Smokers, it's time to start setting aside more cash for your habit, or to quit it altogether: On Saturday, the voter-approved tax increase of $2 per pack of cigarettes kicks in, making your cancer sticks costlier than ever.
And before you assume that vaping will get you out of the new fees, be aware that as of Saturday, "products like electronic cigarettes and e-liquids" will also face the increased tax, "based on their wholesale cost" the Davis Enterprise reports.
San Francisco billionaire Tom Steyer, who sponsored the initiative, said last May that the intention of the law was to curb smoking, not generate dough. “If you raise the price, fewer young people will start smoking or ever get addicted to a substance that will ruin their health and cause them to die earlier," he said in May. "That’s the biggest selling point.”
Steyer might not be wrong: According to as noted by NPR last September, a 2014 report from the US Surgeon General suggested that "For every 10 percent increase in the price of cigarettes, smoking goes down 4 percent."
And as the smoking rate in CA is pretty low — about 12 percent, NPR reports, the extra two bucks might be the incentive some puffers need to kick the habit. "It may be that a price increase that will follow Prop. 56 will be enough to just get these light, intermittent smokers to just say, 'Forget it,' " UCSF professor and director of the Center for Tobacco Control Research and Education Stanton Glantz opines.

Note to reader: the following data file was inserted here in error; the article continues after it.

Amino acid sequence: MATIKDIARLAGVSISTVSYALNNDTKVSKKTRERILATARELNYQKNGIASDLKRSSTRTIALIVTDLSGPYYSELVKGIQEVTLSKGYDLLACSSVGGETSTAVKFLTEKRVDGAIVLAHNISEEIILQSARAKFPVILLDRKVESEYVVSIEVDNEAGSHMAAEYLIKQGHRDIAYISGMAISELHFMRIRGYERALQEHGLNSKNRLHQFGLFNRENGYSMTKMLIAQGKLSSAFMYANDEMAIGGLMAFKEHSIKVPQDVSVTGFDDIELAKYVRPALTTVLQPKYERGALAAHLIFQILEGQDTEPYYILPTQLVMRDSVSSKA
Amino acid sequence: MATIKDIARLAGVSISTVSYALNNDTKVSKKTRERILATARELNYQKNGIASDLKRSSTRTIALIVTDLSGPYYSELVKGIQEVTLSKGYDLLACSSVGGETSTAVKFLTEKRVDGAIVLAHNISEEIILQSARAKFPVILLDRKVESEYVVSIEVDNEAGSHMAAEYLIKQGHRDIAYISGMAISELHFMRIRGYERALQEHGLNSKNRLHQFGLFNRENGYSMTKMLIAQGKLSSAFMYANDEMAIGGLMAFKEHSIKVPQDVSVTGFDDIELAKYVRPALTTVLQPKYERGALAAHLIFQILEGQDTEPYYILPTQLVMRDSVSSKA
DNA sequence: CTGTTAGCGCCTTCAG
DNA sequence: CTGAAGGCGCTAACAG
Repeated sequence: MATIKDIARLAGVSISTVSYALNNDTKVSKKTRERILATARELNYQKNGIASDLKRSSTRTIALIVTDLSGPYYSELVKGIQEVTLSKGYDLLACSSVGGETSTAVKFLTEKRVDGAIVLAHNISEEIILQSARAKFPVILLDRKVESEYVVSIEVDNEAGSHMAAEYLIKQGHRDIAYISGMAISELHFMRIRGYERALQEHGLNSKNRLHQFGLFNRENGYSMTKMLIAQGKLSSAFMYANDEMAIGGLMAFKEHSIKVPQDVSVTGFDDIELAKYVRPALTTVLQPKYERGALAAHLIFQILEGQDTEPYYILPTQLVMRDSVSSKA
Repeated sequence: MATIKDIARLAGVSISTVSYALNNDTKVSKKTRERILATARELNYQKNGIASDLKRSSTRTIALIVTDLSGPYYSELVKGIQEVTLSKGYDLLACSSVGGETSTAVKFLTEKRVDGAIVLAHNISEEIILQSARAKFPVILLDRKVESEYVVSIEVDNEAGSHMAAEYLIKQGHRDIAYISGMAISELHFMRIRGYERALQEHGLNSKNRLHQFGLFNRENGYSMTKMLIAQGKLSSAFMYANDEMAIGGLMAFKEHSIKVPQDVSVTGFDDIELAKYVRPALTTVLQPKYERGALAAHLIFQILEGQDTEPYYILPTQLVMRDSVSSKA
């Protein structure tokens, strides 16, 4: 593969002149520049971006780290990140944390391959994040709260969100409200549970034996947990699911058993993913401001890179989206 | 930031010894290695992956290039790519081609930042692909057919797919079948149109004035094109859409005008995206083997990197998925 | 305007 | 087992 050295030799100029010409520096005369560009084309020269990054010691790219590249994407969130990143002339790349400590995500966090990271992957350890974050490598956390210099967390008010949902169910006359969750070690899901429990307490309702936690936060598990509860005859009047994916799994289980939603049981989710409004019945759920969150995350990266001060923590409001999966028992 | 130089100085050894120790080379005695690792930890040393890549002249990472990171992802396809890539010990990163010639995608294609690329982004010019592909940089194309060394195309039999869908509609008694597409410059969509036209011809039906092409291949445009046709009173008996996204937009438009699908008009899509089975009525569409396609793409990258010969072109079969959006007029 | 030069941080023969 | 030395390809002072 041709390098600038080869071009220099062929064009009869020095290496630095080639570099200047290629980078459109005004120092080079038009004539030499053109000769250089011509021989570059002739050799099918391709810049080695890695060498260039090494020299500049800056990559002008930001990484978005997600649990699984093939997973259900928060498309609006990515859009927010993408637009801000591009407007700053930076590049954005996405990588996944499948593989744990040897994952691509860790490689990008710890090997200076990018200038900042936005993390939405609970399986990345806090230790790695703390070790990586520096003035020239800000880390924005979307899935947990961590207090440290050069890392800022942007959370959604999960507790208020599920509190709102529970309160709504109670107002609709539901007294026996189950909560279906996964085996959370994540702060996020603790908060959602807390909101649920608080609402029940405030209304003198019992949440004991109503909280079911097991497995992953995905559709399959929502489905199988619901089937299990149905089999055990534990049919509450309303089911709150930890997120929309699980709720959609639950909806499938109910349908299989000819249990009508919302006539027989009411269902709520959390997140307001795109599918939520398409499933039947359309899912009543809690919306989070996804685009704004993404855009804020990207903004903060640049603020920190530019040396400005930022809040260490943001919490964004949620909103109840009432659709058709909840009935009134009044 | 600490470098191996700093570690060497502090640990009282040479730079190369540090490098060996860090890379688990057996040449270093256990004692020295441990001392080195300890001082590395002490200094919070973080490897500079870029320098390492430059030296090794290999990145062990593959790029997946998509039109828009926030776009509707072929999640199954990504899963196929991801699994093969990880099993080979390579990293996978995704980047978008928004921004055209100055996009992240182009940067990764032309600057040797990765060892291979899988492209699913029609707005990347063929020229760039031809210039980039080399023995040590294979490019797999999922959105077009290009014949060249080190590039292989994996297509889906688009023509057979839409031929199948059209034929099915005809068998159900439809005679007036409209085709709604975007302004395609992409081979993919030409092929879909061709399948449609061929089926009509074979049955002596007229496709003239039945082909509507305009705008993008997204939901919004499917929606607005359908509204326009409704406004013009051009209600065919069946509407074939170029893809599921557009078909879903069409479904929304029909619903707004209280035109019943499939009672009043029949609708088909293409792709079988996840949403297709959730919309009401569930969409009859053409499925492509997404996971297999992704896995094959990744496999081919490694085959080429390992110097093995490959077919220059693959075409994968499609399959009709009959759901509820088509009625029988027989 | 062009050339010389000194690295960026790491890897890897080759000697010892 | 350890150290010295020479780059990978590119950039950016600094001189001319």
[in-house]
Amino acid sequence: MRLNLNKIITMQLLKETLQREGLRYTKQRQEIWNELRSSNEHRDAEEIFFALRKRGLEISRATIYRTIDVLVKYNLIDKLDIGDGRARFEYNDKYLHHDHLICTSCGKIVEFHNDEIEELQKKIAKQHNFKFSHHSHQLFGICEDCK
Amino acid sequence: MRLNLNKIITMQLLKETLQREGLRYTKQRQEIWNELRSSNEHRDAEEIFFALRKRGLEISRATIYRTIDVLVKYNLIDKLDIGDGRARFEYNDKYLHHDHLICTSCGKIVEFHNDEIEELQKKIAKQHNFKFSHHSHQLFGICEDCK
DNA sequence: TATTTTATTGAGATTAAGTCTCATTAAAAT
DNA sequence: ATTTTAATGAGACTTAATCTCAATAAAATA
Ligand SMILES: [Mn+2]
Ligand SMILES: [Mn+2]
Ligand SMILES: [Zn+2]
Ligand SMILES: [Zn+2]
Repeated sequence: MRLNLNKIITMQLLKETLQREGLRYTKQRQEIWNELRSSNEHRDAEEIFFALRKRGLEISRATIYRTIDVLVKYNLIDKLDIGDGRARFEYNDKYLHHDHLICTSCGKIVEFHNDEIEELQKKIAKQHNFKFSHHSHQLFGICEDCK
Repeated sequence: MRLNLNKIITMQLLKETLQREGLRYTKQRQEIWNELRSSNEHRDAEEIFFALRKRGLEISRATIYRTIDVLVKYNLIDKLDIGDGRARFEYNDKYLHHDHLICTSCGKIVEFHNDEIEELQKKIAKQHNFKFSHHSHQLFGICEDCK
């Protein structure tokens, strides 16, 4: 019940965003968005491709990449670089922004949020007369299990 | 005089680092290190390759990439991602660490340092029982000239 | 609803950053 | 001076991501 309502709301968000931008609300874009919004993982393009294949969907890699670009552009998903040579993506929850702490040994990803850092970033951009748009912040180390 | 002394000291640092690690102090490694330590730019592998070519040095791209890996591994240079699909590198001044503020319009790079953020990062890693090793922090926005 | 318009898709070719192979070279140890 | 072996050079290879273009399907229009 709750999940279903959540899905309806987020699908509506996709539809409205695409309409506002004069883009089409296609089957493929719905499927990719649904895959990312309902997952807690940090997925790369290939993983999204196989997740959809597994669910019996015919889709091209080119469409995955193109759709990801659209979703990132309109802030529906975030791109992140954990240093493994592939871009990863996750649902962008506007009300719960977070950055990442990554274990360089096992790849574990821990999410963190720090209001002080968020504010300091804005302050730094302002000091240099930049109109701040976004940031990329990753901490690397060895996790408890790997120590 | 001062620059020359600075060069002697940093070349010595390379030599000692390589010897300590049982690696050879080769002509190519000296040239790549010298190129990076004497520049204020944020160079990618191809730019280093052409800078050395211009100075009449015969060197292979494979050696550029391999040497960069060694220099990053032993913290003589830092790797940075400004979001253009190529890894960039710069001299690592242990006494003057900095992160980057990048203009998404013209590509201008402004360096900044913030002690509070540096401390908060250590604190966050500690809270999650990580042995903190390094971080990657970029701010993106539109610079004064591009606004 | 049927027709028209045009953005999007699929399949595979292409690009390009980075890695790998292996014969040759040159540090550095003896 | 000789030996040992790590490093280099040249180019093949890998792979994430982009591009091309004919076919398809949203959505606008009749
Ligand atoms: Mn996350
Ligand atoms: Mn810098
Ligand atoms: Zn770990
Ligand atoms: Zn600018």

According to opponents, however, the tax will just "increase black market sales of cigarettes," Reuters reports. Tobacco companies like R.J. Reynolds spent at around $90 million to defeat Prop 56, also claiming that "just 13 percent (of the new tax revenue) goes to tobacco prevention and control programs," opposition spokesperson Beth Miller said. All in all, the tax is expected to generate $1 billion to $1.4 billion in new tax revenues for the state, most of it going to Medi-Cal.
Smokers who persist after this weekend won't just be paying more in taxes (and, one assumes, their mortality), as tobacco makers also raised prices on their products in anticipation of this weekend's increase. Investopedia reports that beginning March 19, smokes from major manufacturers went up by eight cents per pack, "a direct move to minimize the hit to their profits, as smokers absorb price increases. This willingness from consumers to pay for cigarettes and tobacco products is another reason the government does so well in taxing them."
One person who appears willing to pay the extra fees is Dolores Park smoker Austin Thomas. In a video taken last fall by Mission Local, Thomas characterized the increase as "f**king bulls**t, man," but said he "would just deal with it."